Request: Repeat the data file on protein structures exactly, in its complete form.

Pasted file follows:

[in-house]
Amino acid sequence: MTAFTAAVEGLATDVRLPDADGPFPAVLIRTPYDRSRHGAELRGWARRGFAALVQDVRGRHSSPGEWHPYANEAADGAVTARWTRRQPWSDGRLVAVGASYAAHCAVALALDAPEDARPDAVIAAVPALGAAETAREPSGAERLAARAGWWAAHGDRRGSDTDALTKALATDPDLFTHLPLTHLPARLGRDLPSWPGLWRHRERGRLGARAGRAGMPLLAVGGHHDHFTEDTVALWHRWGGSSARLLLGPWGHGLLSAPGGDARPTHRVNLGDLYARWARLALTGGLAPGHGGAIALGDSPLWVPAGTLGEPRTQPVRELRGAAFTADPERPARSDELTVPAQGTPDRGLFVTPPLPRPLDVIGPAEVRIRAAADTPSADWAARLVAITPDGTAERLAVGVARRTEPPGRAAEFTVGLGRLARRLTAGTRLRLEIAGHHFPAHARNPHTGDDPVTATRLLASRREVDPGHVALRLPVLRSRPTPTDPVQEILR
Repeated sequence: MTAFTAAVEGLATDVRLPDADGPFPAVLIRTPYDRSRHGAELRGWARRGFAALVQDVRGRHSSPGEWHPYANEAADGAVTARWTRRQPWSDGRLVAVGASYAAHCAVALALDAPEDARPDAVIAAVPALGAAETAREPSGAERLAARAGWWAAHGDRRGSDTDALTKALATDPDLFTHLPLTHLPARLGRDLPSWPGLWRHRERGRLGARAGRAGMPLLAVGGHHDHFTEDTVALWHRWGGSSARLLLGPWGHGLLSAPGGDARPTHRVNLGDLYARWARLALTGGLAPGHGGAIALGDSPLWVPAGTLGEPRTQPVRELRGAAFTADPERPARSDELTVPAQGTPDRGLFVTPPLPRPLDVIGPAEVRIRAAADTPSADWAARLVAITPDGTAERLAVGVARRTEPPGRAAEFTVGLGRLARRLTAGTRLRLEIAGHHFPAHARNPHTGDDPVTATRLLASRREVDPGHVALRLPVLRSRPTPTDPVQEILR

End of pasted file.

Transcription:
[in-house]
Amino acid sequence: MTAFTAAVEGLATDVRLPDADGPFPAVLIRTPYDRSRHGAELRGWARRGFAALVQDVRGRHSSPGEWHPYANEAADGAVTARWTRRQPWSDGRLVAVGASYAAHCAVALALDAPEDARPDAVIAAVPALGAAETAREPSGAERLAARAGWWAAHGDRRGSDTDALTKALATDPDLFTHLPLTHLPARLGRDLPSWPGLWRHRERGRLGARAGRAGMPLLAVGGHHDHFTEDTVALWHRWGGSSARLLLGPWGHGLLSAPGGDARPTHRVNLGDLYARWARLALTGGLAPGHGGAIALGDSPLWVPAGTLGEPRTQPVRELRGAAFTADPERPARSDELTVPAQGTPDRGLFVTPPLPRPLDVIGPAEVRIRAAADTPSADWAARLVAITPDGTAERLAVGVARRTEPPGRAAEFTVGLGRLARRLTAGTRLRLEIAGHHFPAHARNPHTGDDPVTATRLLASRREVDPGHVALRLPVLRSRPTPTDPVQEILR
Repeated sequence: MTAFTAAVEGLATDVRLPDADGPFPAVLIRTPYDRSRHGAELRGWARRGFAALVQDVRGRHSSPGEWHPYANEAADGAVTARWTRRQPWSDGRLVAVGASYAAHCAVALALDAPEDARPDAVIAAVPALGAAETAREPSGAERLAARAGWWAAHGDRRGSDTDALTKALATDPDLFTHLPLTHLPARLGRDLPSWPGLWRHRERGRLGARAGRAGMPLLAVGGHHDHFTEDTVALWHRWGGSSARLLLGPWGHGLLSAPGGDARPTHRVNLGDLYARWARLALTGGLAPGHGGAIALGDSPLWVPAGTLGEPRTQPVRELRGAAFTADPERPARSDELTVPAQGTPDRGLFVTPPLPRPLDVIGPAEVRIRAAADTPSADWAARLVAITPDGTAERLAVGVARRTEPPGRAAEFTVGLGRLARRLTAGTRLRLEIAGHHFPAHARNPHTGDDPVTATRLLASRREVDPGHVALRLPVLRSRPTPTDPVQEILR